ECONOMISTS think prices, like spilt ketchup, are sticky. They move only slowly as firms digest economic conditions. Financial markets are an exception. Computerised trading by thousands of participants means prices, especially of currencies, can move in a McFlurry.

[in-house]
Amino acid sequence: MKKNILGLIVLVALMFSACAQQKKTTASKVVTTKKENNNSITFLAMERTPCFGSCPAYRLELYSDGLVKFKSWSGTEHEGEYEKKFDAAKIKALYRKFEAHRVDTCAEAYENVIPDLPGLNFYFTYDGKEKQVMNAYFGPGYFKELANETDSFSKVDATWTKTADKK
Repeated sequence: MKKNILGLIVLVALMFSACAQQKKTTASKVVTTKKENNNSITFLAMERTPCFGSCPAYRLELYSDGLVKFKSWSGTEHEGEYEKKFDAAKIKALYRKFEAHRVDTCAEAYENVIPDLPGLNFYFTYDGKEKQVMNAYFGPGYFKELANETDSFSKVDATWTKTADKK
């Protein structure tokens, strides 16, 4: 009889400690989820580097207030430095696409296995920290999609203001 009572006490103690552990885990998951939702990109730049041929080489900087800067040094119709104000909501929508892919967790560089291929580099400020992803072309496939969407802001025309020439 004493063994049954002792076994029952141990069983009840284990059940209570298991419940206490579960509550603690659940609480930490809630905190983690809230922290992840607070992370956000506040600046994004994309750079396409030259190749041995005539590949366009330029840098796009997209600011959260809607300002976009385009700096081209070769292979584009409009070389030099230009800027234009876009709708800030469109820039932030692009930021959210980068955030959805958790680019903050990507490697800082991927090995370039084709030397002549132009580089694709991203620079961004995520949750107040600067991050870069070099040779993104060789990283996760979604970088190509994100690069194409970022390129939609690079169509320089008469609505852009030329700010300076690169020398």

Since The Economist last updated the Big Mac index (BMI), our lighthearted guide to currency valuation, burger prices have remained constant in 19 of 44 countries. But every currency has shifted in value (see chart 1). Our index uses a nugget of economic wisdom called purchasing-power parity: currencies should adjust until goods cost the same everywhere. If, once converted into dollars, Big Mac prices vary, one or other currency looks dear. Big movements in exchange rates, without similarly supersized shifts in burger prices, can send a currency up or down the index.
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